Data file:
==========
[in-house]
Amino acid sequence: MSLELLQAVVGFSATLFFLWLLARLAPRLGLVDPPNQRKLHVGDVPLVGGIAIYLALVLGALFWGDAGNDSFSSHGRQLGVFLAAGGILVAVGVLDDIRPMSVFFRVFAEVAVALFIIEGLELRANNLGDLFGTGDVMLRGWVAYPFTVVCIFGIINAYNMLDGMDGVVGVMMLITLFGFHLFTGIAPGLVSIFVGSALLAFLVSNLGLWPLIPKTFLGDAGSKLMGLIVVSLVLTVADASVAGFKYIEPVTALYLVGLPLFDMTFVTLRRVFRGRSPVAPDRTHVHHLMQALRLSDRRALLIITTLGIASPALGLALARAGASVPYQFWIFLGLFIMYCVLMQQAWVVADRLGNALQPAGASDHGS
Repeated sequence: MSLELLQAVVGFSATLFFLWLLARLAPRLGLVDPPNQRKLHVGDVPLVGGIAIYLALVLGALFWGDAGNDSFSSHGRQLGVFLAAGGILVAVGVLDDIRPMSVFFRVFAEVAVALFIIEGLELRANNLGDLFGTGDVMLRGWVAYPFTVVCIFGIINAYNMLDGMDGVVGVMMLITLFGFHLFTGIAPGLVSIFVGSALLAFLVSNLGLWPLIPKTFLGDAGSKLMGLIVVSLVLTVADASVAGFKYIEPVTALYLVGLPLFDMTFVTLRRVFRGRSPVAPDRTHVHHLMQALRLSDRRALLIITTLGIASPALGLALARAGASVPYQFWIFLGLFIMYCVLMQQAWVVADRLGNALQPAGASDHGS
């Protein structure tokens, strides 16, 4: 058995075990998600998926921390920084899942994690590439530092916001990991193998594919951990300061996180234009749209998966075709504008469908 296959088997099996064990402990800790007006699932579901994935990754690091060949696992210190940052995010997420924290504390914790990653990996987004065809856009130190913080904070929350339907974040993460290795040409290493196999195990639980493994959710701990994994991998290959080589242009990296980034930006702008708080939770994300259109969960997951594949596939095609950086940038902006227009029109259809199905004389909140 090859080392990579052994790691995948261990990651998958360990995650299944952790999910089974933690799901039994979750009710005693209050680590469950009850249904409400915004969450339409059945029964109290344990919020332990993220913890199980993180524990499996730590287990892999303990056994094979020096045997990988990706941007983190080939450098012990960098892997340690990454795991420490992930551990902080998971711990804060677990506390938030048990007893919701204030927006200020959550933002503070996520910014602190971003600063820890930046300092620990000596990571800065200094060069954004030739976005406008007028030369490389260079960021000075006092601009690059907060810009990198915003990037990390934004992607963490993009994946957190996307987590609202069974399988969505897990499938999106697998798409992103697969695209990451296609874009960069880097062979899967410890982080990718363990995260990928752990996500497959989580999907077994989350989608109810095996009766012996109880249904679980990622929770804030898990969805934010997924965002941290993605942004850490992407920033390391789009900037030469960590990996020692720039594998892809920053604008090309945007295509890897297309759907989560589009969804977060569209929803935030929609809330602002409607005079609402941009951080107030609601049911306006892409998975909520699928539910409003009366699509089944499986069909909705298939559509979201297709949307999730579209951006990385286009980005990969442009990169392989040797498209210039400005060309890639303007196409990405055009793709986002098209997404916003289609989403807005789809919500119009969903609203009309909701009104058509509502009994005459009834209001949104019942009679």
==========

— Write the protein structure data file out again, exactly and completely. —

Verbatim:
[in-house]
Amino acid sequence: MSLELLQAVVGFSATLFFLWLLARLAPRLGLVDPPNQRKLHVGDVPLVGGIAIYLALVLGALFWGDAGNDSFSSHGRQLGVFLAAGGILVAVGVLDDIRPMSVFFRVFAEVAVALFIIEGLELRANNLGDLFGTGDVMLRGWVAYPFTVVCIFGIINAYNMLDGMDGVVGVMMLITLFGFHLFTGIAPGLVSIFVGSALLAFLVSNLGLWPLIPKTFLGDAGSKLMGLIVVSLVLTVADASVAGFKYIEPVTALYLVGLPLFDMTFVTLRRVFRGRSPVAPDRTHVHHLMQALRLSDRRALLIITTLGIASPALGLALARAGASVPYQFWIFLGLFIMYCVLMQQAWVVADRLGNALQPAGASDHGS
Repeated sequence: MSLELLQAVVGFSATLFFLWLLARLAPRLGLVDPPNQRKLHVGDVPLVGGIAIYLALVLGALFWGDAGNDSFSSHGRQLGVFLAAGGILVAVGVLDDIRPMSVFFRVFAEVAVALFIIEGLELRANNLGDLFGTGDVMLRGWVAYPFTVVCIFGIINAYNMLDGMDGVVGVMMLITLFGFHLFTGIAPGLVSIFVGSALLAFLVSNLGLWPLIPKTFLGDAGSKLMGLIVVSLVLTVADASVAGFKYIEPVTALYLVGLPLFDMTFVTLRRVFRGRSPVAPDRTHVHHLMQALRLSDRRALLIITTLGIASPALGLALARAGASVPYQFWIFLGLFIMYCVLMQQAWVVADRLGNALQPAGASDHGS
């Protein structure tokens, strides 16, 4: 058995075990998600998926921390920084899942994690590439530092916001990991193998594919951990300061996180234009749209998966075709504008469908 296959088997099996064990402990800790007006699932579901994935990754690091060949696992210190940052995010997420924290504390914790990653990996987004065809856009130190913080904070929350339907974040993460290795040409290493196999195990639980493994959710701990994994991998290959080589242009990296980034930006702008708080939770994300259109969960997951594949596939095609950086940038902006227009029109259809199905004389909140 090859080392990579052994790691995948261990990651998958360990995650299944952790999910089974933690799901039994979750009710005693209050680590469950009850249904409400915004969450339409059945029964109290344990919020332990993220913890199980993180524990499996730590287990892999303990056994094979020096045997990988990706941007983190080939450098012990960098892997340690990454795991420490992930551990902080998971711990804060677990506390938030048990007893919701204030927006200020959550933002503070996520910014602190971003600063820890930046300092620990000596990571800065200094060069954004030739976005406008007028030369490389260079960021000075006092601009690059907060810009990198915003990037990390934004992607963490993009994946957190996307987590609202069974399988969505897990499938999106697998798409992103697969695209990451296609874009960069880097062979899967410890982080990718363990995260990928752990996500497959989580999907077994989350989608109810095996009766012996109880249904679980990622929770804030898990969805934010997924965002941290993605942004850490992407920033390391789009900037030469960590990996020692720039594998892809920053604008090309945007295509890897297309759907989560589009969804977060569209929803935030929609809330602002409607005079609402941009951080107030609601049911306006892409998975909520699928539910409003009366699509089944499986069909909705298939559509979201297709949307999730579209951006990385286009980005990969442009990169392989040797498209210039400005060309890639303007196409990405055009793709986002098209997404916003289609989403807005789809919500119009969903609203009309909701009104058509509502009994005459009834209001949104019942009679």